The 5 Things I learned in Medical School

June 13, 2018

¡Hola! Its been a while, I know. I have a good excuse though! I was getting ready for and going through my medical school graduation events! These past weeks have been a whirlwind. I was definitely more overwhelmed with emotion than I thought I would be. The path to where I am now, a doctor of medicine about to begin residency, has been riddled with obstacles and even failures. But, each time I fell down, I got back up ready to keep fighting. One day I hope to feel comfortable enough to dive into the details of those obstacles, but for now I'm going to stick to a more generalized approach. 

I am by no means someone who went through medical school with a flawless record. Because of this I learned about more than just medicine; I learned about myself and my own strengths. I thought I'd dedicate this post to those lessons. Maybe some of you are in medical school and need someone to tell you, "Its ok, you're going to make it anyway," but I think some of these lessons come in handy no matter what you're studying. 

Let's just say that some schools tend to teach students a little bit of this here, a little bit of that other stuff there, and a dash of something in the middle. Its easy to get lost in all that crucial information, struggling to memorize details, and not put it all together. Sometimes the system is just made up that way. Its up to you to piece it together and form the "big picture". The "big picture" is when you put together what you learned in biochemistry (yes, biochem IS actually very important!) with what you learned in physiology. Its when you understand how the mechanism of that drug actually helps the diseases it is indicated for. Once you can understand something as a "big picture" concept, all the details will come easy to you. You won't need to memorize anymore! (Obviously there are just some things there's no way around memorizing. Microbiology, I'm taking about you!)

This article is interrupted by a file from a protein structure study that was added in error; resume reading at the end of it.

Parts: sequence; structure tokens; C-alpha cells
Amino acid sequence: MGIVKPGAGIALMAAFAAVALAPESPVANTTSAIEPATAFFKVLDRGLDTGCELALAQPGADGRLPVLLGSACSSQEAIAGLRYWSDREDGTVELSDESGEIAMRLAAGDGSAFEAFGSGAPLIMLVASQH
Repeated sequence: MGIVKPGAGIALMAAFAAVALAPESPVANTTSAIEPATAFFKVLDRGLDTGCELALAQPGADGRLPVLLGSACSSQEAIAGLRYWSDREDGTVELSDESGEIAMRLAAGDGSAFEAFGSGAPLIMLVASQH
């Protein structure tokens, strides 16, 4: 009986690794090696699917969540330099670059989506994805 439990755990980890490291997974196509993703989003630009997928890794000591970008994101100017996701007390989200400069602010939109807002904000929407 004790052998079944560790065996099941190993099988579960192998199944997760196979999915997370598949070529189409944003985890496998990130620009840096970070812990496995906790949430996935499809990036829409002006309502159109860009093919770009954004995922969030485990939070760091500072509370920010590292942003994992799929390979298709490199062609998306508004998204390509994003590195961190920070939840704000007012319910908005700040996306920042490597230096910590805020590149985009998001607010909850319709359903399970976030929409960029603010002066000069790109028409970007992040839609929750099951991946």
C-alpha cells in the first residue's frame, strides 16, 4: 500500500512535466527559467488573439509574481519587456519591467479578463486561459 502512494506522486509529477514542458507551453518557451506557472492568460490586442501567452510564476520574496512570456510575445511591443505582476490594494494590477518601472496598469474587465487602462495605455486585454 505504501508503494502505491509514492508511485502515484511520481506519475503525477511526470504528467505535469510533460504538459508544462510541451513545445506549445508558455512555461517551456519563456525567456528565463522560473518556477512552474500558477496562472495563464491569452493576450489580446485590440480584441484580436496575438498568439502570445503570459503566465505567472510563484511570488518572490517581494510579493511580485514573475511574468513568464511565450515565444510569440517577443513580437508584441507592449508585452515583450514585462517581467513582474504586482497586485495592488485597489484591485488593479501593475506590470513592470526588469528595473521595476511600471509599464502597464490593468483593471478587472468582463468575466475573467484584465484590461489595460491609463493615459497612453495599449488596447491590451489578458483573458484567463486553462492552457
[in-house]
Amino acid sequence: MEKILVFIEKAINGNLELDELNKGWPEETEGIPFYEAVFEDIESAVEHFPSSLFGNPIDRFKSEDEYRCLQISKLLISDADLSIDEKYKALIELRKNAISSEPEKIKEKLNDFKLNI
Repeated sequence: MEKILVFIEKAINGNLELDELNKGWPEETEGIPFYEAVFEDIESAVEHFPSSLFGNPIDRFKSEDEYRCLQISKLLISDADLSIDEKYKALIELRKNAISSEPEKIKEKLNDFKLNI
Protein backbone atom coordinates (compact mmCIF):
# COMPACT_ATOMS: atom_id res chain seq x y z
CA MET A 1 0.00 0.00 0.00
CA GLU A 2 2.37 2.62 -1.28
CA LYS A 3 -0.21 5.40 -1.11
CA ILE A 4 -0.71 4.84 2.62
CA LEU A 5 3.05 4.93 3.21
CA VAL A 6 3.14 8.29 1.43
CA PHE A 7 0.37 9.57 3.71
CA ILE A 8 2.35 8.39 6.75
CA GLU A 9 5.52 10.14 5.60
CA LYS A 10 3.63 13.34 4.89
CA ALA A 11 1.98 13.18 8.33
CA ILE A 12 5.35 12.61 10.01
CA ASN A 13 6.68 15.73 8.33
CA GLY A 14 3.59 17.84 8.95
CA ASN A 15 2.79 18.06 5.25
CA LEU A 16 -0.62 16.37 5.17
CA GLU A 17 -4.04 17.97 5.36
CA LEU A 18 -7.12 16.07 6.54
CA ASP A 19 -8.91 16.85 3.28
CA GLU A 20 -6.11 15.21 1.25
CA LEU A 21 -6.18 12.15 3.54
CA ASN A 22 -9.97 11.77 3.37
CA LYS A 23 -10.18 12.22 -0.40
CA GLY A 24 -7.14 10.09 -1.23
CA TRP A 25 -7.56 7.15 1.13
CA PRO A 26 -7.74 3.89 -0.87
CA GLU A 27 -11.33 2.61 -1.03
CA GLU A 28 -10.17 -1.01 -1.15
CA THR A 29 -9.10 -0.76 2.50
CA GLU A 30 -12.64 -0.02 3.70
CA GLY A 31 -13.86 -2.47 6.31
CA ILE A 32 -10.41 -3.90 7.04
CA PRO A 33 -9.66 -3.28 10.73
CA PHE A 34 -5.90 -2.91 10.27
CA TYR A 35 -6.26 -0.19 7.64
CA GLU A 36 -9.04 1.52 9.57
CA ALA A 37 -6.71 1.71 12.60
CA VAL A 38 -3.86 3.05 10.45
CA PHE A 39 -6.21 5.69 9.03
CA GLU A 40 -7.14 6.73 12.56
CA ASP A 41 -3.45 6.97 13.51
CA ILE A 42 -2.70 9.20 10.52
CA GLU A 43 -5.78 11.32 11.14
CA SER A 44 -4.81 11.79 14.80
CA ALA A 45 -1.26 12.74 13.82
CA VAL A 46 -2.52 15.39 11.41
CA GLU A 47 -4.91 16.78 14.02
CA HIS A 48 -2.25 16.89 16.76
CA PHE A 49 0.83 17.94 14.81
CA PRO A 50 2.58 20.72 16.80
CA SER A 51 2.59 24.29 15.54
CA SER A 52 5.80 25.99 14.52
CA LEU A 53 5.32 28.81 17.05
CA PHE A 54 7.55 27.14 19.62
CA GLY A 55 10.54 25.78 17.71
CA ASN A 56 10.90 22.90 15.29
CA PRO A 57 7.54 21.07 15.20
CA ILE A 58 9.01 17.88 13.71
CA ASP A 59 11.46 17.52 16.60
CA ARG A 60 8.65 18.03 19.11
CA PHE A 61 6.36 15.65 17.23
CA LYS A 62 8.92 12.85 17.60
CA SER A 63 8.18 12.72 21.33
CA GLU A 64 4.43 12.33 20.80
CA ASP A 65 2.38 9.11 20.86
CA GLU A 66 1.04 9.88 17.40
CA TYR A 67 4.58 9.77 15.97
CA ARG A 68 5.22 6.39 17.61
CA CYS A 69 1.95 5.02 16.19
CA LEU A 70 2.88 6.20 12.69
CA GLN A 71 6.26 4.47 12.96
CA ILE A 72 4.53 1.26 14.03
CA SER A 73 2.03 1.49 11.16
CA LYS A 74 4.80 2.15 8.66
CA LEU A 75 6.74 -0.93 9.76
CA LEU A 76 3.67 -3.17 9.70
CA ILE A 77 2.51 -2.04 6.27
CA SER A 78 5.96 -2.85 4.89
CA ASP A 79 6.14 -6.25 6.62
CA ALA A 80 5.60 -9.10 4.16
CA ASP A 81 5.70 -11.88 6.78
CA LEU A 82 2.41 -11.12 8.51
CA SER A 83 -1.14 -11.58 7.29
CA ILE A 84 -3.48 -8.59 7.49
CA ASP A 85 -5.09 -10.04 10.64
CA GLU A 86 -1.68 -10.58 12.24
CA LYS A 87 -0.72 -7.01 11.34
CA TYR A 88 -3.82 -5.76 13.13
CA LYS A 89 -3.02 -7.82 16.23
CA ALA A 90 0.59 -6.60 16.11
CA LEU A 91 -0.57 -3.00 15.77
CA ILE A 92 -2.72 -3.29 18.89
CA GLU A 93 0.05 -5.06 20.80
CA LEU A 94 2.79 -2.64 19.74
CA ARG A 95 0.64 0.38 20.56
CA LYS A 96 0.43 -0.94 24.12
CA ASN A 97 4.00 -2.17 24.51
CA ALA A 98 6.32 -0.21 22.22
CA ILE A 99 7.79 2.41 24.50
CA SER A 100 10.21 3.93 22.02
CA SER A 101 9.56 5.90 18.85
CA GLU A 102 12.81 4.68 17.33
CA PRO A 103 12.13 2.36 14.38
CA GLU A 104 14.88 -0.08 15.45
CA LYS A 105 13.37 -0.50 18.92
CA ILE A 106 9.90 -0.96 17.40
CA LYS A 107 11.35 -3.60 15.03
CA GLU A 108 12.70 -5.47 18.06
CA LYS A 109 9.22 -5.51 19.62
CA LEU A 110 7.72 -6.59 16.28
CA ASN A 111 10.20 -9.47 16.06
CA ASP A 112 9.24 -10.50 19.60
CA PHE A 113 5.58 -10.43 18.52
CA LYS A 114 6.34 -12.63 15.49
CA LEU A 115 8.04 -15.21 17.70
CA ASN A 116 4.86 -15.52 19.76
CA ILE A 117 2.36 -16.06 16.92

You may think that everyone around you in medical school has the highest scores, that they never fail, that everyone does research, etc. That is simply not true. There were classes that I barely passed but celebrated as if I had gotten honors in because of the struggle it was to even pass it! Not everyone does research in prestigious institutions. Some do clinical rotations with mentors or physicians that can provide good letters of recommendations later on, some help out at one of their school's summer programs for undergraduates, some even take their first summer off because the year was too grueling for them or family issues meant they needed to lend a helping hand. Guess what? They can match into a residency. 

Not everyone passes each Step (board exams) the first try. Does this mean they have less knowledge? Not necessarily. Maybe they were lacking test-taking skills, maybe they suffer from anxiety, maybe they have an undiagnosed learning disability, maybe personal issues affected their performance. Can they come back stronger, pass and match into a residency? Absolutely. I know of so many people who failed a Step and went on to enter amazing residencies and become outstanding physicians in their fields. Would life be easier if that never happened or we weren't judged by those very scores? Heck yeah, but that's not reality. In reality it can happen to anybody and that is when one of my favorite quotes comes in handy:

"I am not what happened to me, I am what I choose to become"

Everyone's path is different and no one's is perfect. What is best for your best friend/partner in medical school may not be what is best for you. Never judge others for their paths. You never know if you'll find yourself facing the same obstacle. Whatever obstacle comes your way you have to believe that it is there for a reason. Maybe it just wasn't your time yet and you needed to take a step back. Trust me, in the end you will end up where you are meant to be if you keep giving your best.

I love my father's analogy for this lesson: In life you get a herd of sheep. One sheep is your studies, the other is your love life, the other is your family, and so on. You have to learn to keep all your sheep together because once you look the other way and let one of those sheep slip from your grasp, there's sure to be a wolf nearby. 

Life isn't going to be waiting for you on the other side of medical school. Just because you're in medical school doesn't mean you can't be in a relationship, you can't be or get married, or you can't have children. Does it make it harder? Sometimes.